The subject of electronic waybills was also discussed. Director Hayashi pushed for them because they would end the possibility of anyone handing in fraudulent waybills and allow her to gather accurate information on taxicabs for the 1st time ever. Many drivers, on the other hand, were less enthusiastic about the idea. Council member Bill Mounsey especially disliked them because he felt that an electronic watchdog would restrict his freedom.
During public comment, Driver Eric Hattan brought up UberCab - an illegal, high-tech taxi service that is using San Francisco as a beta test before going into other markets.
But for me, the most interesting facet of the afternoon was a brief preview of the "Gates and Gas" (GG) vs Long Term Lease (LTL) debate.
Counciler John Lazar of Luxor cab showed concern over the fact that most of the buyers were opting for the LTL. He said that:
- Because the payments for the loans were more for the buyers than they could earn from a GG arrangement, they were "forced" to go to LTL.
- This was causing numerous experienced drivers to lose their shifts.
- The California EDD was going after Luxor as a test case and would later go after every other company.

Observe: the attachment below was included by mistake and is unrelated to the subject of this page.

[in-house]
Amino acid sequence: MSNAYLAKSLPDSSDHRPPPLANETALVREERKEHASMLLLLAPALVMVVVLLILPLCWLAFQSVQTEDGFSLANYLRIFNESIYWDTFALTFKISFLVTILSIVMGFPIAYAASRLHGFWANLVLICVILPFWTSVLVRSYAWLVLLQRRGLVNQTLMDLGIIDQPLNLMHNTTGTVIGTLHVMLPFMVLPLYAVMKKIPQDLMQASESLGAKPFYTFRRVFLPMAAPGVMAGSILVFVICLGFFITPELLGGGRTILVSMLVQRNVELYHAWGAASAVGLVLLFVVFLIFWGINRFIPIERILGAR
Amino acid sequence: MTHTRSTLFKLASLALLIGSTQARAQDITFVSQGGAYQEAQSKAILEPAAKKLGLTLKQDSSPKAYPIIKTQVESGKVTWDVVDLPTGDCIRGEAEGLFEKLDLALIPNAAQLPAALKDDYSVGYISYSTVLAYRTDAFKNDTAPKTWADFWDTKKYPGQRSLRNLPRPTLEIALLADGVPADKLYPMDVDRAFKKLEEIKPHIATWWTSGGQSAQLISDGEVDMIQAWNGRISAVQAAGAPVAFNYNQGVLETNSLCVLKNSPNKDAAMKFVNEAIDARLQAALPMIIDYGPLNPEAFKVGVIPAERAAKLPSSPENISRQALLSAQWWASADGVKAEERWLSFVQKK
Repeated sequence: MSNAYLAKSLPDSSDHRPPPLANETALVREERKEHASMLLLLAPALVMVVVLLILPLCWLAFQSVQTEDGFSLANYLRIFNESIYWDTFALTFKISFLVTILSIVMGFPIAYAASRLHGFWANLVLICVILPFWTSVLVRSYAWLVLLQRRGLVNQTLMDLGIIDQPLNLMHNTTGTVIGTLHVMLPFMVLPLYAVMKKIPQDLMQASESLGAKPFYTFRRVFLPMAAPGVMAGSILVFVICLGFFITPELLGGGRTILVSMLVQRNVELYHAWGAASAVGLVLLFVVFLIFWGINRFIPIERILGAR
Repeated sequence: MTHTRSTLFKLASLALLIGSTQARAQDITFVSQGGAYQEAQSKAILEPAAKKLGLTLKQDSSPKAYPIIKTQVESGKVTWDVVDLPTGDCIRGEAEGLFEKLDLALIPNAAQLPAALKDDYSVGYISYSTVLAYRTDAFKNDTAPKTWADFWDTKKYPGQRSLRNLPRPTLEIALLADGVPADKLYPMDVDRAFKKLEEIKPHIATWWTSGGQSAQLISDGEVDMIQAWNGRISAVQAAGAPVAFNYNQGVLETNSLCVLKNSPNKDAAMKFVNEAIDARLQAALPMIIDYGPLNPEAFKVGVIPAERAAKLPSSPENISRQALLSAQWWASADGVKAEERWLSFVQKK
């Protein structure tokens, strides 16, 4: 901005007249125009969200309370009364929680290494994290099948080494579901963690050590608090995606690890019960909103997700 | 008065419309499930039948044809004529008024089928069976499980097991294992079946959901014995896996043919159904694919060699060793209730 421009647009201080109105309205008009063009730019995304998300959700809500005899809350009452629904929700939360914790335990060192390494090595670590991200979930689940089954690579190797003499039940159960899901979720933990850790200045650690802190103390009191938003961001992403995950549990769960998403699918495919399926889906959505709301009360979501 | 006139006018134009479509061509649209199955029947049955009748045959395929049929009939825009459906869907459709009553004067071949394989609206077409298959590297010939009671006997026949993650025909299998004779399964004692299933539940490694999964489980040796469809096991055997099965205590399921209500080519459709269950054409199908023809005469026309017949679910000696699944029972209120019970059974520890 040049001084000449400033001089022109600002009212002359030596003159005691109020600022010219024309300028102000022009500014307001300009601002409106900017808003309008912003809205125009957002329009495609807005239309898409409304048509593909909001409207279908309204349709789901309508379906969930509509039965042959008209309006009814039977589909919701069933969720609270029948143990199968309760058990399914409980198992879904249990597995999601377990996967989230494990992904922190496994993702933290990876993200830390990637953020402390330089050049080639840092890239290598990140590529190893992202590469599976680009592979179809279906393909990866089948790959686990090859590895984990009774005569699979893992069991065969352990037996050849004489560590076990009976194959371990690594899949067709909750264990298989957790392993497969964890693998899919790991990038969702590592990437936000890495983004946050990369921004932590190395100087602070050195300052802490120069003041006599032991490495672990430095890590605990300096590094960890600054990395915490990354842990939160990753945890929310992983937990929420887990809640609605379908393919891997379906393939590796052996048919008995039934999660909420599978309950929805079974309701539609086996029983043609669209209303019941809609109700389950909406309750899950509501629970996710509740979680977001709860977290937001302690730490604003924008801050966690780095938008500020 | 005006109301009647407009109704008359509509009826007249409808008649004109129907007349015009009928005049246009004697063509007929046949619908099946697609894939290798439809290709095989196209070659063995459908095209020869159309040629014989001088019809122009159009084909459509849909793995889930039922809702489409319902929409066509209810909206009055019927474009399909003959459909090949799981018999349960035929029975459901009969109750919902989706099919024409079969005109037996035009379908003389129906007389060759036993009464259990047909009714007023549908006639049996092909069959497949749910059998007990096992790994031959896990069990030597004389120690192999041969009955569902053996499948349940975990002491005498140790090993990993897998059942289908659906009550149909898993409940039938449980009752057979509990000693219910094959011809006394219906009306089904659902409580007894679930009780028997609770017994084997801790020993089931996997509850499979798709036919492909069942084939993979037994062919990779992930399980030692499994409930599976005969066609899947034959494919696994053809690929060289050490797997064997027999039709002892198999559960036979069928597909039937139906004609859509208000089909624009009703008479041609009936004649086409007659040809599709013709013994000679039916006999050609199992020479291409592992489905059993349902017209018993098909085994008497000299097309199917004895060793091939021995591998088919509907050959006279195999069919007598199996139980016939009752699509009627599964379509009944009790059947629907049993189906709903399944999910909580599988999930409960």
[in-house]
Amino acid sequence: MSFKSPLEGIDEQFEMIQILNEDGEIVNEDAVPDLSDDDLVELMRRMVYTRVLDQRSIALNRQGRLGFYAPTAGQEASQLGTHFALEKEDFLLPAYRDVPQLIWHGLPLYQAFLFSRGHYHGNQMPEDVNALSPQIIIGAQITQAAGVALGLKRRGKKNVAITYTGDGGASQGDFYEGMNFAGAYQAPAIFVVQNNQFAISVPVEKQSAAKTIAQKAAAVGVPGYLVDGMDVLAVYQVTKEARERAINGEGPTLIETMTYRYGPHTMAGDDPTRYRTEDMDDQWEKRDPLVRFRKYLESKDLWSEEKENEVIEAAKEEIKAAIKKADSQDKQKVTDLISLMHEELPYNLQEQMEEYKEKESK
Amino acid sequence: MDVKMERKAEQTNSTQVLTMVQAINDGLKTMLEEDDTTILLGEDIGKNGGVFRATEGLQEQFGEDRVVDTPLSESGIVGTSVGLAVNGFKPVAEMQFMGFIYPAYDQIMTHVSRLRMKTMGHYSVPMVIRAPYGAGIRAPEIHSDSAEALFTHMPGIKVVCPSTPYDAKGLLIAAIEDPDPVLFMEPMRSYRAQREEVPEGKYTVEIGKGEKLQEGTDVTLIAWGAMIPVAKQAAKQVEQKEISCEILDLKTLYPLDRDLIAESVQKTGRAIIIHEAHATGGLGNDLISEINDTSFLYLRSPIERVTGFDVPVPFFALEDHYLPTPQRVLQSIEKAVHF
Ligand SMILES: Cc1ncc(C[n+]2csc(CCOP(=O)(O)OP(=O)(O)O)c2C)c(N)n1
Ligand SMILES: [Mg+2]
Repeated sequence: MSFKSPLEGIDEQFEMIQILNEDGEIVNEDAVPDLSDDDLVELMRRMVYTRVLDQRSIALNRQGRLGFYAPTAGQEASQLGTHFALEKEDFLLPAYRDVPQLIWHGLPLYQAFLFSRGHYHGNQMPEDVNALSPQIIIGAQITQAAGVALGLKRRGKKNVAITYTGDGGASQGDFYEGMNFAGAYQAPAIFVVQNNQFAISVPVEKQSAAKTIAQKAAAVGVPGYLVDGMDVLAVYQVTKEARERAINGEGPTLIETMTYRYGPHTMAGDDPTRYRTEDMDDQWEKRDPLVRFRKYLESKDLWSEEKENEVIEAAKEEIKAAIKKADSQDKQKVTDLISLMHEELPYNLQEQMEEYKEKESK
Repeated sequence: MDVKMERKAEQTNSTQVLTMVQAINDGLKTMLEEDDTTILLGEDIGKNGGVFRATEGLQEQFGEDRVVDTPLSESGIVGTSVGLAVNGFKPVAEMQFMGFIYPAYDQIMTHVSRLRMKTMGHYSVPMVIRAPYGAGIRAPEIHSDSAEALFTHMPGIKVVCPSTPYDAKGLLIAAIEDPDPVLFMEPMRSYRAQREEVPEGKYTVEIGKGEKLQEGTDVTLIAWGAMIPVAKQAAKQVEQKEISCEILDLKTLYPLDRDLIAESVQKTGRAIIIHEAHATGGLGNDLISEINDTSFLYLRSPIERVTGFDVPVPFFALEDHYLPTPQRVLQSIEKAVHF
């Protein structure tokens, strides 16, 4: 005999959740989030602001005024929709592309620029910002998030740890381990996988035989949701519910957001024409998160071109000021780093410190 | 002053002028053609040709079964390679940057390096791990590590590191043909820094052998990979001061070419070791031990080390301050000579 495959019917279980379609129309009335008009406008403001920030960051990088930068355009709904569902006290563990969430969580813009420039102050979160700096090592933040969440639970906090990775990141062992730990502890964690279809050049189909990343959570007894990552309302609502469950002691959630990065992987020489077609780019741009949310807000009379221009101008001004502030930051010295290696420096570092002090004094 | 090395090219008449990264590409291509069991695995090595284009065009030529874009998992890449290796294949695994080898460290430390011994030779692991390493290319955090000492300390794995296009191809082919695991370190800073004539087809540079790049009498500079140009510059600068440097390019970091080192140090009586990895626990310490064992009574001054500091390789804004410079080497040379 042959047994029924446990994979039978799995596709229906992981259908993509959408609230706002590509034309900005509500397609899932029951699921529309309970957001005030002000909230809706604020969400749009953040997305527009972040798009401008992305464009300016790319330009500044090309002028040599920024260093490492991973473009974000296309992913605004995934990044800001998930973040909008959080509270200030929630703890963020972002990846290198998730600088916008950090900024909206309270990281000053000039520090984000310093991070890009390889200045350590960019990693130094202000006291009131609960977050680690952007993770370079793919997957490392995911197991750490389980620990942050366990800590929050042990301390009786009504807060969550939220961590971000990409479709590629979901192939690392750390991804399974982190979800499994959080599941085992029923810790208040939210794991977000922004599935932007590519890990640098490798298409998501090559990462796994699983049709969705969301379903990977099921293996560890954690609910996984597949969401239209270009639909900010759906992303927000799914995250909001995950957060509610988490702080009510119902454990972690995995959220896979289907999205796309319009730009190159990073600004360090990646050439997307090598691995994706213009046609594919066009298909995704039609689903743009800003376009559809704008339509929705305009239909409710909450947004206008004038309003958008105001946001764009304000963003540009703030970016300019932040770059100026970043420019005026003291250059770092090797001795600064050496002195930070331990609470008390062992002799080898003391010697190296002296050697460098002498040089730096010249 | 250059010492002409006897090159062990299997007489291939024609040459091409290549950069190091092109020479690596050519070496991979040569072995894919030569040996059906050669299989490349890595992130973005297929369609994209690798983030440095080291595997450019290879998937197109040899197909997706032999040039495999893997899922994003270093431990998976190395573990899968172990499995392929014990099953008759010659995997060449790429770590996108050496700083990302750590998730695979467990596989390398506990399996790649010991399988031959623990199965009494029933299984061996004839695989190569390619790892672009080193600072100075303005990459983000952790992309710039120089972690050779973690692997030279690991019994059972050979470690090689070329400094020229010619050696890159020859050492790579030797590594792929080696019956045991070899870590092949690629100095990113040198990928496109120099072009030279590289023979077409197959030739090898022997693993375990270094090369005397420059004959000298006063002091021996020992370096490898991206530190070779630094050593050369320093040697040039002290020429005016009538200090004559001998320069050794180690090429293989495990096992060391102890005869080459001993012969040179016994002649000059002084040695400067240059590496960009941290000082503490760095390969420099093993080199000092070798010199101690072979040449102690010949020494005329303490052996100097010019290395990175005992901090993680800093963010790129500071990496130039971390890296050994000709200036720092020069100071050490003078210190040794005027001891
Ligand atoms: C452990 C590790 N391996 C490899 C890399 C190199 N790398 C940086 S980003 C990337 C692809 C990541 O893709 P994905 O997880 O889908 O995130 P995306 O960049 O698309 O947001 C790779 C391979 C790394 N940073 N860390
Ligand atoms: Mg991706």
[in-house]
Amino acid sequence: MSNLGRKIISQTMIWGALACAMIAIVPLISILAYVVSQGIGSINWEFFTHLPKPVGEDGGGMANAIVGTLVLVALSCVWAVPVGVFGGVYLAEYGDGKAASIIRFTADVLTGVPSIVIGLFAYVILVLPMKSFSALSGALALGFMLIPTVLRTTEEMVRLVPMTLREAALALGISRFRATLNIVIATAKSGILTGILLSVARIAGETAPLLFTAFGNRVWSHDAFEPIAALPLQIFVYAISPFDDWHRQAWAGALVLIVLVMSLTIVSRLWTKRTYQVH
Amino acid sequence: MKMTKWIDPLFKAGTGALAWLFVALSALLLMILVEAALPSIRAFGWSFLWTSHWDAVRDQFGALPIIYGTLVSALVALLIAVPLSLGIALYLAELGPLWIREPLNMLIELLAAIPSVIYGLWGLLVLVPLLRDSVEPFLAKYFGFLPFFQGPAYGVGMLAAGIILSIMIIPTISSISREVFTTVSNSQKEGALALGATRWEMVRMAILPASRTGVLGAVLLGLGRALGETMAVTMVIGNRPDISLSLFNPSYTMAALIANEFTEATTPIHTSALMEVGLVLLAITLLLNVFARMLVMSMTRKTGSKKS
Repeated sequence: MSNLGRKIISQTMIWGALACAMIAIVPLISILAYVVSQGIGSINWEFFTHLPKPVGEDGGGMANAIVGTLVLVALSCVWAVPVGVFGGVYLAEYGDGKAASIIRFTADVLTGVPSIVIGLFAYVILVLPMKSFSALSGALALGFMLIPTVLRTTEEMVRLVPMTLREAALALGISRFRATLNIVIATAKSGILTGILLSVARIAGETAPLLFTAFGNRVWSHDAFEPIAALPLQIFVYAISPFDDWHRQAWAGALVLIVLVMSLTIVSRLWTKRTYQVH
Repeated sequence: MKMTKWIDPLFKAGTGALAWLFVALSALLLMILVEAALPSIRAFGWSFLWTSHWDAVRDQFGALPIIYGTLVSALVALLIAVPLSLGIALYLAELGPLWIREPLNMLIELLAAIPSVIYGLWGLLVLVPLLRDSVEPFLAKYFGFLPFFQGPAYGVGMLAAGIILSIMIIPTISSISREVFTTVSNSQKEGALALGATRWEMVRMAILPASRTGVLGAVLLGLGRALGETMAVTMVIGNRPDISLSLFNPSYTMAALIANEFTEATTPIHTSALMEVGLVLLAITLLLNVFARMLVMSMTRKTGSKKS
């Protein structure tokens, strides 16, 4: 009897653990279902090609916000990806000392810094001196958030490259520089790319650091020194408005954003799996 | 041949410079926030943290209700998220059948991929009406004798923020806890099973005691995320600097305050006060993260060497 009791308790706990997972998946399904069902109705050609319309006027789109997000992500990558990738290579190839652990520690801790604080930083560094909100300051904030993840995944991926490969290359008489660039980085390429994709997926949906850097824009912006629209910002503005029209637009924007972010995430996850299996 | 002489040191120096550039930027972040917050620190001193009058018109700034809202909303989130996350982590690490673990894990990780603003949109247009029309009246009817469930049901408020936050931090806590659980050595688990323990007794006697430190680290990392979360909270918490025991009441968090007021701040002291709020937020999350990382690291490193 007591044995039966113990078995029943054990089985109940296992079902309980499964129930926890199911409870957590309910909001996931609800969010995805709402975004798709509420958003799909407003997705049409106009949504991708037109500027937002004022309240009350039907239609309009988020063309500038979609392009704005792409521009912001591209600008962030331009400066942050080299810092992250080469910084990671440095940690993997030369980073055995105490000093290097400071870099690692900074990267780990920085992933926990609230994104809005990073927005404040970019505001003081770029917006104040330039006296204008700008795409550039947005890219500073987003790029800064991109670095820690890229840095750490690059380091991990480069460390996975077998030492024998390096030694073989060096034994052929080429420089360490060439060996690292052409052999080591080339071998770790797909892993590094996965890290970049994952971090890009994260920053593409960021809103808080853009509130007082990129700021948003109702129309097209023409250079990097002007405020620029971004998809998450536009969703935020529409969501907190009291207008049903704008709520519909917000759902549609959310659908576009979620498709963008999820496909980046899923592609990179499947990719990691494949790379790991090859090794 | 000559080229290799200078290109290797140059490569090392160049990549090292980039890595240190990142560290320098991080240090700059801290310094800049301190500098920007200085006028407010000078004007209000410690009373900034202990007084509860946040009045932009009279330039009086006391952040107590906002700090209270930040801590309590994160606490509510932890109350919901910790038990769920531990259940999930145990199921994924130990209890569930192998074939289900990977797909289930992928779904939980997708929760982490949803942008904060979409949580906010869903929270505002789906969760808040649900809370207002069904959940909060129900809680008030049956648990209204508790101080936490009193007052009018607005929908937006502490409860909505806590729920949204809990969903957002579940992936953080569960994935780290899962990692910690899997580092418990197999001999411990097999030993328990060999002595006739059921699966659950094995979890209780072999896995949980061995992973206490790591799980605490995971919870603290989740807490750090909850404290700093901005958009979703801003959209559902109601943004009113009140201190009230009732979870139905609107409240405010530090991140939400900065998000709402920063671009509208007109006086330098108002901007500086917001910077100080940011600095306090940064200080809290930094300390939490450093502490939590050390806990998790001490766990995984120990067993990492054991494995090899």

- The EDD considered GG drivers employees and LTL drivers Independent Contractors.
- This seemed to imply that it would be less expensive and more profitable for cab companies to go to LTL.
TAC decided that they needed to know:
- How many cabs were on LTL?
- How many were GG/
- What percentage of buyers were going LTL?
- The effect on public service.
Council member Timothy Ajaegbu (right) said that he was very concerned about this trend because he is a gates and gas driver.
A further and deeper discussion of GG vs LTL is on the agenda for next week.
If you are concerned about your shift or the future of the taxi business, you should try to be there. The turnout so far has been amazingly small. You don't know what you've been missing. This is better than Reality TV. For one thing, it's really REAL.